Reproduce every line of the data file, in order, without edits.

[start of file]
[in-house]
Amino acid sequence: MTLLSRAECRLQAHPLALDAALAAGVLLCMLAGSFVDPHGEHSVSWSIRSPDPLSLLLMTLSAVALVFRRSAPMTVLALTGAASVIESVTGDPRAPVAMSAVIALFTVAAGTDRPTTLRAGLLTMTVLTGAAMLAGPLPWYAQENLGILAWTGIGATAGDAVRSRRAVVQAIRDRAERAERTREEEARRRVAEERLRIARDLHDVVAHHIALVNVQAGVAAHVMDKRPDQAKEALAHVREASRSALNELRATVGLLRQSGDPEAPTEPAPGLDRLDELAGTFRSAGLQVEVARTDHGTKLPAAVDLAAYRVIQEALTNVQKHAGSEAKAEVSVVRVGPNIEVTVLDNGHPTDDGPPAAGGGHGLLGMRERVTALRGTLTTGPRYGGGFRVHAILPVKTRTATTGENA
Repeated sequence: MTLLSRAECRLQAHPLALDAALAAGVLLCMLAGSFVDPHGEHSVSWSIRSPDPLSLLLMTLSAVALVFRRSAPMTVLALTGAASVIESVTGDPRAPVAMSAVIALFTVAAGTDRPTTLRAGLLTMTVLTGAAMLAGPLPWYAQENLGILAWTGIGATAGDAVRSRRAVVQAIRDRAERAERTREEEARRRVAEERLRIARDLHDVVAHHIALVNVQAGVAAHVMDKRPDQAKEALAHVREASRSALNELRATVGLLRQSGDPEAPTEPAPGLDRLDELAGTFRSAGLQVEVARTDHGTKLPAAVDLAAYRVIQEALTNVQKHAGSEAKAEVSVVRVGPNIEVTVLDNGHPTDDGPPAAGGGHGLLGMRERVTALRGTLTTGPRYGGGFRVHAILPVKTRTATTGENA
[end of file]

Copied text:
[in-house]
Amino acid sequence: MTLLSRAECRLQAHPLALDAALAAGVLLCMLAGSFVDPHGEHSVSWSIRSPDPLSLLLMTLSAVALVFRRSAPMTVLALTGAASVIESVTGDPRAPVAMSAVIALFTVAAGTDRPTTLRAGLLTMTVLTGAAMLAGPLPWYAQENLGILAWTGIGATAGDAVRSRRAVVQAIRDRAERAERTREEEARRRVAEERLRIARDLHDVVAHHIALVNVQAGVAAHVMDKRPDQAKEALAHVREASRSALNELRATVGLLRQSGDPEAPTEPAPGLDRLDELAGTFRSAGLQVEVARTDHGTKLPAAVDLAAYRVIQEALTNVQKHAGSEAKAEVSVVRVGPNIEVTVLDNGHPTDDGPPAAGGGHGLLGMRERVTALRGTLTTGPRYGGGFRVHAILPVKTRTATTGENA
Repeated sequence: MTLLSRAECRLQAHPLALDAALAAGVLLCMLAGSFVDPHGEHSVSWSIRSPDPLSLLLMTLSAVALVFRRSAPMTVLALTGAASVIESVTGDPRAPVAMSAVIALFTVAAGTDRPTTLRAGLLTMTVLTGAAMLAGPLPWYAQENLGILAWTGIGATAGDAVRSRRAVVQAIRDRAERAERTREEEARRRVAEERLRIARDLHDVVAHHIALVNVQAGVAAHVMDKRPDQAKEALAHVREASRSALNELRATVGLLRQSGDPEAPTEPAPGLDRLDELAGTFRSAGLQVEVARTDHGTKLPAAVDLAAYRVIQEALTNVQKHAGSEAKAEVSVVRVGPNIEVTVLDNGHPTDDGPPAAGGGHGLLGMRERVTALRGTLTTGPRYGGGFRVHAILPVKTRTATTGENA